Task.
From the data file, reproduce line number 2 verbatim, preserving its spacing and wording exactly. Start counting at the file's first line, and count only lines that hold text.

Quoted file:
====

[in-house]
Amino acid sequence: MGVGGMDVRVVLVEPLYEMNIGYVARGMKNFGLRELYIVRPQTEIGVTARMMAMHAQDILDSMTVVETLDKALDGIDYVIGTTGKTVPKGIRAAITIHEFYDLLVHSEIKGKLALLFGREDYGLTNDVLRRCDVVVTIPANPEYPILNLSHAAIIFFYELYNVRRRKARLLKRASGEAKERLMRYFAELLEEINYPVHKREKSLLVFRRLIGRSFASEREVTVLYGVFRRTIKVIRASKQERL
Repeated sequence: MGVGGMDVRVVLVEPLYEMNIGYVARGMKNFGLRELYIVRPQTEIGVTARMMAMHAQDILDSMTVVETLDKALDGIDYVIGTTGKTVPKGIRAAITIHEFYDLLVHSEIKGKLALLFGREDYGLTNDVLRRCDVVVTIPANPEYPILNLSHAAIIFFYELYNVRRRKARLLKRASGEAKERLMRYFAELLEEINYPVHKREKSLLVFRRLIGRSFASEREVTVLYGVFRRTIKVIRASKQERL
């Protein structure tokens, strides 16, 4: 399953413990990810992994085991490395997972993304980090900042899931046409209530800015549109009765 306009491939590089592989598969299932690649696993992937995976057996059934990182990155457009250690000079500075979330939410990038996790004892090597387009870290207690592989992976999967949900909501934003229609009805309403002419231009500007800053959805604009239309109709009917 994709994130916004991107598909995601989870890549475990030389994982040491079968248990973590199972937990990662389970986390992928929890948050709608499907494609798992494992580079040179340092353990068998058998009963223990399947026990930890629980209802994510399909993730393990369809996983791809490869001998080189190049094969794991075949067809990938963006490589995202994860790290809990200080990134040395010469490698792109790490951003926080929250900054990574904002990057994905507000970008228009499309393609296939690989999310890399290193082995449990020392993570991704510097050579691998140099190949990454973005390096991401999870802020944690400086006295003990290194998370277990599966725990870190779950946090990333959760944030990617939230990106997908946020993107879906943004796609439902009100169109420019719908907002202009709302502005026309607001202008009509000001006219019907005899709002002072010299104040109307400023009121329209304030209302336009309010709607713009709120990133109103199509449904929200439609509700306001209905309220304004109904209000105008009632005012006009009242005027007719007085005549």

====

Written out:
Amino acid sequence: MGVGGMDVRVVLVEPLYEMNIGYVARGMKNFGLRELYIVRPQTEIGVTARMMAMHAQDILDSMTVVETLDKALDGIDYVIGTTGKTVPKGIRAAITIHEFYDLLVHSEIKGKLALLFGREDYGLTNDVLRRCDVVVTIPANPEYPILNLSHAAIIFFYELYNVRRRKARLLKRASGEAKERLMRYFAELLEEINYPVHKREKSLLVFRRLIGRSFASEREVTVLYGVFRRTIKVIRASKQERL